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Roadside pantries created to aid communities amid COVID-19

BELLAIRE (AP) — Northern Michigan set up roadside pantries in efforts to help neighbors during the coronavirus pandemic, including stocking Little Free Libraries with food and supplies instead of books.

The roadside pantry idea was inspired from a similar effort by an Indiana man who wanted to support college students in his town, the Traverse City Record-Eagle reported.

“It’s a positive reflection of the community’s good will,” said Brian Adams, owner of The Stone Oven where one of the Little Free Libraries outside the restaurant was transformed into a free pantry.

Little Free Library is a nonprofit organization that promotes neighborhood book exchanges, usually in the form of a public bookcase. Communities have begun filling them with food items and household supplies like cleaners and bathroom tissue instead of books.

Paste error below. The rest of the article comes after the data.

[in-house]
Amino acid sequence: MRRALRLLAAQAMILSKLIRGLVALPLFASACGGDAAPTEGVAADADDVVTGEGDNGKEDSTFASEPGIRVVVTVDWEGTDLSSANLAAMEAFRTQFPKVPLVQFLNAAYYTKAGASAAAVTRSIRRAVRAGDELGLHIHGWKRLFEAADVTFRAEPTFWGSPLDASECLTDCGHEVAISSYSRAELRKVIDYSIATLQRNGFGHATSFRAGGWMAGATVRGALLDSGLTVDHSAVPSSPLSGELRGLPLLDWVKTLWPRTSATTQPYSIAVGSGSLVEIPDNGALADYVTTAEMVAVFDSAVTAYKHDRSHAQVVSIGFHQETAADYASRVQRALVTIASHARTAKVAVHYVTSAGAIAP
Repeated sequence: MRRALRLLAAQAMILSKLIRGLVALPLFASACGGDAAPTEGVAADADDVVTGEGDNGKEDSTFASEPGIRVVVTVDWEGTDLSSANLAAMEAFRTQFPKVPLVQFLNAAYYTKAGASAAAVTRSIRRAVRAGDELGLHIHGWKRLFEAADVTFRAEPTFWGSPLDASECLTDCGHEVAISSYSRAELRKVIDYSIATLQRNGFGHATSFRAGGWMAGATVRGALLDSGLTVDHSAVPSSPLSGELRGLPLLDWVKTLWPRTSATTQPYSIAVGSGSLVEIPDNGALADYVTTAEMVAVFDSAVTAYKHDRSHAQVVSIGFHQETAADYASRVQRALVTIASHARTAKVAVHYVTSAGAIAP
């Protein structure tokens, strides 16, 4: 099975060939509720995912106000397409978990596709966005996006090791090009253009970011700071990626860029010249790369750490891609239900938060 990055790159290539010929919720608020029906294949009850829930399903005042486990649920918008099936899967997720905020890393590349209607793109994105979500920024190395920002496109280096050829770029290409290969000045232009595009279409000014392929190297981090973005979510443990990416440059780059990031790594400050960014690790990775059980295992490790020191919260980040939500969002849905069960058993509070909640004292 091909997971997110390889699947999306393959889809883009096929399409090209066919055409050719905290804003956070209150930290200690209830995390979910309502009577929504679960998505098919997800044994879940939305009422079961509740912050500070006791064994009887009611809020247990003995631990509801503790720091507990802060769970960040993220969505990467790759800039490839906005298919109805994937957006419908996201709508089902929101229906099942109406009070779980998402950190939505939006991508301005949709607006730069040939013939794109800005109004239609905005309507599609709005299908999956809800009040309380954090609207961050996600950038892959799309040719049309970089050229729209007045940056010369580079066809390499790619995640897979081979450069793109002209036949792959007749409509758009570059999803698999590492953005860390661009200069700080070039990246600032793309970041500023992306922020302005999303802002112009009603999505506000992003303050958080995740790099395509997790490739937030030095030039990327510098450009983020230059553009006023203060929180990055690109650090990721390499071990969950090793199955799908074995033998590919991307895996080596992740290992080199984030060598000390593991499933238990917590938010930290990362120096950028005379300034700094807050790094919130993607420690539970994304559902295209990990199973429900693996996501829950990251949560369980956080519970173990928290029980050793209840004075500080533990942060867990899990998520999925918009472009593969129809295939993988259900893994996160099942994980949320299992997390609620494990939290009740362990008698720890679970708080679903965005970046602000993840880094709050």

Roger Rainey, who stocks the roadside food pantry in Bellaire said only has one rule: take what you need, but eat what you take.

Following a similar effort, an outreach ministry at Bear Lake Christian Church, has created a “share shack” food pantry in its parking lot, available 24/7 for those who need help and those who wish to donate to others.

“It is our sincere prayer that this may in some small way alleviate some of the stress families are feeling during this difficult time in our community by helping to meet one of the basic needs of all people — the need for food,” said Rev. Scott Hoffer.

In Leelanau County, a free pop-up food share was set up under a farmer’s market tent outside Pegtown Station in Maple City.

Organizer Kelly Kieft said the food donations arrive at her home, then are sealed into clear bags and quarantined for at least four full days before being delivered to the self-service tent.

“The last thing we want is for this to be a vector for coronavirus,” Kieft said.